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Re: First Time Wash

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  • jamesonbeam1
    Hi Royce, On average, peaches contain approximately 8.39% sugar - see: http://www.nal.usda.gov/fnic/foodcomp/search/
    Message 1 of 5 , Jul 13, 2010
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      Hi Royce,

      On average, peaches contain approximately 8.39% sugar - see:  http://www.nal.usda.gov/fnic/foodcomp/search/ and put in peaches.  if you used 4 lbs. of peaches per gallon, that would be a bit over 5 ounces of sugar plus your 2.5 lbs (2 lbs. 8 ounces) of sugar or a total of 2 lbs. 13 ounces per gallon.

      If you review the brix / sugar tables at: http://www.brsquared.org/wine/CalcInfo/HydSugAl.htm  you can see that this will give you around a 16 to 17% potential ABV for your wash. 

      Unfortunately this is a few percentage points over the recommend ABV levels for fermenting with baker's yeast.  If you had added the sugars in steps, it might have worked, but as it stands now, you will probably end up with a sweet peach wine.

      What I would do is add another gallon of water to your fermentation to bring it down to around the 13% ABV level (or around 2 lbs. 4 ounces per gallon).

      In the future, when making a peach fermentation for peach liquors, try to keep the inital ABV low to around 10%,  meaning dont add anymore then about 1 lb. 4 ounces of sugars if you using 4 lbs. of peaches per gallon.  This will give you much better flavors in your distillate.

      (Of course all this is hypothetical depending on how sweet your peaches are - and you might want to re-check my math lol)

      JB.

       


      --- In new_distillers@yahoogroups.com, Royce Thigpen <8@...> wrote:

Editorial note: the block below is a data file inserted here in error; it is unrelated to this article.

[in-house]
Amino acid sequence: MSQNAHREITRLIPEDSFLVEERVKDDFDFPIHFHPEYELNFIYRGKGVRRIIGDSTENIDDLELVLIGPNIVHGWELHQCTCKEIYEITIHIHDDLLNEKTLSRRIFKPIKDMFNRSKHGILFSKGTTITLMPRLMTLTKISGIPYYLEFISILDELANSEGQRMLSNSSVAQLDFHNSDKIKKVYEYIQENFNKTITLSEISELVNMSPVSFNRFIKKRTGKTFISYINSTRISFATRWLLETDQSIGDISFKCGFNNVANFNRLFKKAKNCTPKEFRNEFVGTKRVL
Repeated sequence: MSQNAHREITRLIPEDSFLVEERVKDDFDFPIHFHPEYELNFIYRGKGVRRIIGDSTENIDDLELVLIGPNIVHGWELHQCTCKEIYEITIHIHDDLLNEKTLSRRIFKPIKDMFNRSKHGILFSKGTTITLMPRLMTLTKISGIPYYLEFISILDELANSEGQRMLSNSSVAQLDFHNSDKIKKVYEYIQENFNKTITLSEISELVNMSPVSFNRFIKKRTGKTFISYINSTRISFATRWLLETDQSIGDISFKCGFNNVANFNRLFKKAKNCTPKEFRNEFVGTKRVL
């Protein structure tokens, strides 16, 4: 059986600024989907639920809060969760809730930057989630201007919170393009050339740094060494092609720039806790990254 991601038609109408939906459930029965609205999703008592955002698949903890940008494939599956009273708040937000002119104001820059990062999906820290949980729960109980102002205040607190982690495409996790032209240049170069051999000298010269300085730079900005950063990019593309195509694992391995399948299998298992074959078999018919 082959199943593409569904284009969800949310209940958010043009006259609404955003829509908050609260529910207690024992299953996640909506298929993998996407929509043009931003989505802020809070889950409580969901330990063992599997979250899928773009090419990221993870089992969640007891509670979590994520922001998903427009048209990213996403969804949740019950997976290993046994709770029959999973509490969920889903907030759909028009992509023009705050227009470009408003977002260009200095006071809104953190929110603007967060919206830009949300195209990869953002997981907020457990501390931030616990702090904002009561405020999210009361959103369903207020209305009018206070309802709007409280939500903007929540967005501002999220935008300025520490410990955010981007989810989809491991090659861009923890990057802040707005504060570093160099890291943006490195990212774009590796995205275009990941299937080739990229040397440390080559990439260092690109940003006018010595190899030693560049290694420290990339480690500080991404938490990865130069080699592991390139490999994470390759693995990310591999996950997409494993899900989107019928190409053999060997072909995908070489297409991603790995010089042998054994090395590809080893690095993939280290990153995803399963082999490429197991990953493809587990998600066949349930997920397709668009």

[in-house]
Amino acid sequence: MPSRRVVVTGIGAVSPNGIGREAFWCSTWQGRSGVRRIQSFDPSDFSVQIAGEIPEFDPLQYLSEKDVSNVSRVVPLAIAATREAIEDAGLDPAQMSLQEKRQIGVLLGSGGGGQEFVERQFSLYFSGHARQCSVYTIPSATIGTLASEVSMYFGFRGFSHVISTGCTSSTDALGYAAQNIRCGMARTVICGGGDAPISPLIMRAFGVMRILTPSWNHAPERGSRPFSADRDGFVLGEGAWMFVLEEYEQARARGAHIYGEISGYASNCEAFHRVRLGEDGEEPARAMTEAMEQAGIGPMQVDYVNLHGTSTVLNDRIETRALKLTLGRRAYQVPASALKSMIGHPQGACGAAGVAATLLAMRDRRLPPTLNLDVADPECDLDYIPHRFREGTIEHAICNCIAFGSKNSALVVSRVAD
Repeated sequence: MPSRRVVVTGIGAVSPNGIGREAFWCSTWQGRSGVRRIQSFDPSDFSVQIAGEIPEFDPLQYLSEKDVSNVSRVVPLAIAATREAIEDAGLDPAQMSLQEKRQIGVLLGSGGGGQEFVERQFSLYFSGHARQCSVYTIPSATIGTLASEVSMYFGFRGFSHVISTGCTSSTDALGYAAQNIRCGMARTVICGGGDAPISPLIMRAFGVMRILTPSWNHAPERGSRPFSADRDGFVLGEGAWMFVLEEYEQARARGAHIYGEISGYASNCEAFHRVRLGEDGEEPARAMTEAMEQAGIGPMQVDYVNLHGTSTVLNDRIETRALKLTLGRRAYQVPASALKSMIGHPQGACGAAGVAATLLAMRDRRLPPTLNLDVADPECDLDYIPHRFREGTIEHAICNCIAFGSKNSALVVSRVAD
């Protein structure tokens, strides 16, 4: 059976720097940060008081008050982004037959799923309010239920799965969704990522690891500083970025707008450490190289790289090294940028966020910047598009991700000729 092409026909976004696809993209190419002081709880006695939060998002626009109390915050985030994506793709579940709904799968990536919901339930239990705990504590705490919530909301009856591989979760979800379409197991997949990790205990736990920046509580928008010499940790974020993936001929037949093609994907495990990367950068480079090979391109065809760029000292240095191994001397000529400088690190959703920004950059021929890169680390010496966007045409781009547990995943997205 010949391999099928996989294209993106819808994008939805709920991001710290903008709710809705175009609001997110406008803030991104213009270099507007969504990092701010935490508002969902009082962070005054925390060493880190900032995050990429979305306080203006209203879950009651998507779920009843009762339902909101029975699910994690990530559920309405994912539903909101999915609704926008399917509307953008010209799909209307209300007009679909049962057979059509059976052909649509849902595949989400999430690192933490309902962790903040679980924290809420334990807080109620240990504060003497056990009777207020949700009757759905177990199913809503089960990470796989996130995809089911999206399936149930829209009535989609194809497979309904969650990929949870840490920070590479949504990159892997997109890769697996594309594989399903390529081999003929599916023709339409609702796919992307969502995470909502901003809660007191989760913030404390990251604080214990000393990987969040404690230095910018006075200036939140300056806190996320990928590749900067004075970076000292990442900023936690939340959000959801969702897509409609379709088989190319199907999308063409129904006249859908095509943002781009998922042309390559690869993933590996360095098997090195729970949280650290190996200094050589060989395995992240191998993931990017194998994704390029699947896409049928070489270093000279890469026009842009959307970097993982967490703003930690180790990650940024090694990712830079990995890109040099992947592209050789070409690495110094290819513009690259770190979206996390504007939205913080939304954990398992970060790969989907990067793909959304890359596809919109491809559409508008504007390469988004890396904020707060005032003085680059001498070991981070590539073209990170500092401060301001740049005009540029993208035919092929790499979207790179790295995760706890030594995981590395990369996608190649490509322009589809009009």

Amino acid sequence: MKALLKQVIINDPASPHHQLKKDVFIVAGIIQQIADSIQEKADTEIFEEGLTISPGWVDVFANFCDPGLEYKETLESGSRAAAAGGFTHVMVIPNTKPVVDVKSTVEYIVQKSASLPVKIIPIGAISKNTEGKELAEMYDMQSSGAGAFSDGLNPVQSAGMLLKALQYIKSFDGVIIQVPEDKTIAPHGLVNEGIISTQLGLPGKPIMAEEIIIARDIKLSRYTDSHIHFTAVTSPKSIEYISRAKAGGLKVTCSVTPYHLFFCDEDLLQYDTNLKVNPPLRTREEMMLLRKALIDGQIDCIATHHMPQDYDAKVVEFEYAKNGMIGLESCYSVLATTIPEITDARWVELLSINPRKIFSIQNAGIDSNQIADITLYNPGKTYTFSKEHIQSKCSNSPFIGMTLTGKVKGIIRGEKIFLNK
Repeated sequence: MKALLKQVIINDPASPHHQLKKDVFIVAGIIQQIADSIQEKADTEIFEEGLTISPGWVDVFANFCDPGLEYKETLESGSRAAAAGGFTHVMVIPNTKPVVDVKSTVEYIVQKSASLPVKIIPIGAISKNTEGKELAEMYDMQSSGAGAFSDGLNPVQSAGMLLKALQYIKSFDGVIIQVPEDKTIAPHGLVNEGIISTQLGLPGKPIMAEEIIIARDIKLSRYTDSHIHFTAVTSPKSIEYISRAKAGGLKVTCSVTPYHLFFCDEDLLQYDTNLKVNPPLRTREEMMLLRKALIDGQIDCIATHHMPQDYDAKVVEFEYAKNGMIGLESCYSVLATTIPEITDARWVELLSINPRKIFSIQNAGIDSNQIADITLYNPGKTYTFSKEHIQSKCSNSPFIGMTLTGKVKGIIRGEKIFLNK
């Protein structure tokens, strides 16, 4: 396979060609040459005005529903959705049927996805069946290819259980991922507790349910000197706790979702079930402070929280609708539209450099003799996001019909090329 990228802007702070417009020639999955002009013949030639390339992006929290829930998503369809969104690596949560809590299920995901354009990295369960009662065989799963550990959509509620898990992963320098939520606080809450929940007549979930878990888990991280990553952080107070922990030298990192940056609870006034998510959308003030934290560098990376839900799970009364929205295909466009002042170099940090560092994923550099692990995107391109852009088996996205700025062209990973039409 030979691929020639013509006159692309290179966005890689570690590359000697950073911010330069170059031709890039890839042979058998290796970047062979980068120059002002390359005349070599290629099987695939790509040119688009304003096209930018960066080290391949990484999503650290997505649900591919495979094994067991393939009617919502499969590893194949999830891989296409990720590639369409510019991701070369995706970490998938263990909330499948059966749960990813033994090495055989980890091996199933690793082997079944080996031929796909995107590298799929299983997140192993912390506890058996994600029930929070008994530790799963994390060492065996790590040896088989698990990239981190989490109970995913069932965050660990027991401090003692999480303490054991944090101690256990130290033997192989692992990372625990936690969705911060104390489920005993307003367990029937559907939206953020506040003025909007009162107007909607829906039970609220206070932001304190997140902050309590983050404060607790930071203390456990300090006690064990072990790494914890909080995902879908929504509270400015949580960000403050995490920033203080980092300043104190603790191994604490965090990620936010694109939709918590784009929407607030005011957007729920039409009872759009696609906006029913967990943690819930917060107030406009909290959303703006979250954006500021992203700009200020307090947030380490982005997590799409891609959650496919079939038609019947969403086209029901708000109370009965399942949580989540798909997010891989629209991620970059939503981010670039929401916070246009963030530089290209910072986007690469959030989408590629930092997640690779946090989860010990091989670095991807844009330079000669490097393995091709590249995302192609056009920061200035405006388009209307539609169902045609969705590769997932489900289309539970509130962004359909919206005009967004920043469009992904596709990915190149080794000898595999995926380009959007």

>
      > Folks, I was given 20 pounds of ripe peaches and decided to try my hand at
      > schnapps or brandy, depending on the recipe you look at.  The problem I had was
      > that I didn't have brewers yeast or the L-1118 that everyone talks about using. 
      > I used 4 pounds of peaches per gallon of water, 2.5 pounds of sugar per gallon
      > of water and two packets of baker's yeast and added some yeast nutrients at a
      > rate of 1 tsp. per gallon of water.  Ended up with 5 gallons water total. 
      > Question is, what should it turn out to be due to not having the correct yeast? 
      > By the way, I had no way of saving the peaches until I could have ordered
      > ingredients.
      >

    • Royce Thigpen
      Will these stop the fermantation?  I have read that it might. ________________________________ From: jamesonbeam1 To:
      Message 2 of 5 , Jul 13, 2010
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        Will these stop the fermantation?  I have read that it might.


        From: jamesonbeam1 <jamesonbeam1@...>
        To: new_distillers@yahoogroups.com
        Sent: Tue, July 13, 2010 10:02:43 AM
        Subject: [new_distillers] Re: First Time Wash

         

        Hi Royce,

        On average, peaches contain approximately 8.39% sugar - see:  http://www.nal. usda.gov/ fnic/foodcomp/ search/ and put in peaches.  if you used 4 lbs. of peaches per gallon, that would be a bit over 5 ounces of sugar plus your 2.5 lbs (2 lbs. 8 ounces) of sugar or a total of 2 lbs. 13 ounces per gallon.

        If you review the brix / sugar tables at: http://www.brsquare d.org/wine/ CalcInfo/ HydSugAl. htm  you can see that this will give you around a 16 to 17% potential ABV for your wash.